March 3, 2014

Feminist Theory, Online Action, and Networked Learning

Categories: Digital Citizenship, Digital Learning
MOOC DOCC project banner 2013 dialogues in feminism & Technology

“It’s not just about studying and learning,” says Pitzer College student Susanna Ferrell. “It’s also about activism,” adds fellow student Jade Ulrich, both of whom were beta testers for a Distributed Open Collaborative Course (DOCC) about “Dialogues on Feminism and Technology” that started with Pitzer, University of California, San Diego, and Bowling Green State University students and spread to 18 colleges and a worldwide community of online learners. (Ferrell and Ulrich presented at the experiential learning conference in San Diego, January 2014.)

As Ms. Ulrich noted, participants in DOCC 2013 did not just view the texts and respond to keyword dialogues, blog, and collectively aggregate knowledge repositories — they also acted upon feminist principles by wikistorming — making sure (through active editing and authoring) that Wikipedia articles acknowledge technological accomplishments of women. Connected learning generally grows from an enthusiasm that springs from a personal interest in a topic, along with shared purpose among learners. When that shared interest and purpose is feminism, experiments in open, collaborative, networked learning can include activism, much in the way action research seeks ways to solve social problems.

MOOCs went through their hype and hype deflation cycles, and as understanding the differences between peer-communication-centric cMOOCs and knowledge-presentation-centric xMOOCs has spread, more people are beginning to think about a broad spectrum of open learning varieties and hybrids.

FemTechNet, “an activated network of scholars, artists, and students who work on, with, and at the borders of technology, science and feminism in a variety of fields including STS, Media and Visual Studies, Art, Women’s, Queer, and Ethnic studies” who “collaborate on the design and creation of projects of feminist technological innovation for the purposes of engaging the interest of colleagues and students on advanced topics in feminist science-technology studies” have been experimenting with a DOCC, derived from the cMOOCS pioneered by Dave Cormier, Stephen Downes, and George Siemens, in collaboration with learning institutions around the world:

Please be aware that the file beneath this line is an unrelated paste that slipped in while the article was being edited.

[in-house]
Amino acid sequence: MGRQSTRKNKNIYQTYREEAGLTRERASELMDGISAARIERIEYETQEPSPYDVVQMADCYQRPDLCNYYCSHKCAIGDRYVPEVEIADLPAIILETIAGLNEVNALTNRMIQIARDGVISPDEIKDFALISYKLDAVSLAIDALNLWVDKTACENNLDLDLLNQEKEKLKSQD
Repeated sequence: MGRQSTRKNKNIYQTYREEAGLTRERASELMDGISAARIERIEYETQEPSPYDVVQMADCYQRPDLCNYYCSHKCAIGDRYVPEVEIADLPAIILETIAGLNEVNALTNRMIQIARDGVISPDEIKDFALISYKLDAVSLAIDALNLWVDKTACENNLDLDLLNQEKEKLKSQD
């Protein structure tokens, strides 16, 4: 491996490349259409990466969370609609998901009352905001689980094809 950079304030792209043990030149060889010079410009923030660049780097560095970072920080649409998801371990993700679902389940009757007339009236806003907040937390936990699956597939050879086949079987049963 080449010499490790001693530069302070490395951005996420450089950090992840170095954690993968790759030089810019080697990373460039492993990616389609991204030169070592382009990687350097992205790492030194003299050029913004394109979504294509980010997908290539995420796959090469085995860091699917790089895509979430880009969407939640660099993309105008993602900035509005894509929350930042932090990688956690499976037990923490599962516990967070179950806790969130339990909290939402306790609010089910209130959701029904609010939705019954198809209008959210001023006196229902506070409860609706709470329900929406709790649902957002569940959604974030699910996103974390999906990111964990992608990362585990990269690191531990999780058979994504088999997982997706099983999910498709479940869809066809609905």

The DOCC 2013 has been created as an alternative genre of MOOC, to demonstrate the innovative process of feminist thinking that engages issues of networked infrastructures for learning, learner-centered pedagogies, collaborative knowledge creation, and transformational practices of design and media making. 

A MOOC (massive open online course) is typically organized and branded by a single (elite) institution. A DOCC recognizes and is built on the understanding that expertise is distributed throughout a network, among participants situated in diverse institutional contexts, within diverse material, geographic, and national settings, and who embody and perform diverse identities (as teachers, as students, as media-makers, as activists, as trainers, as members of various publics, for example).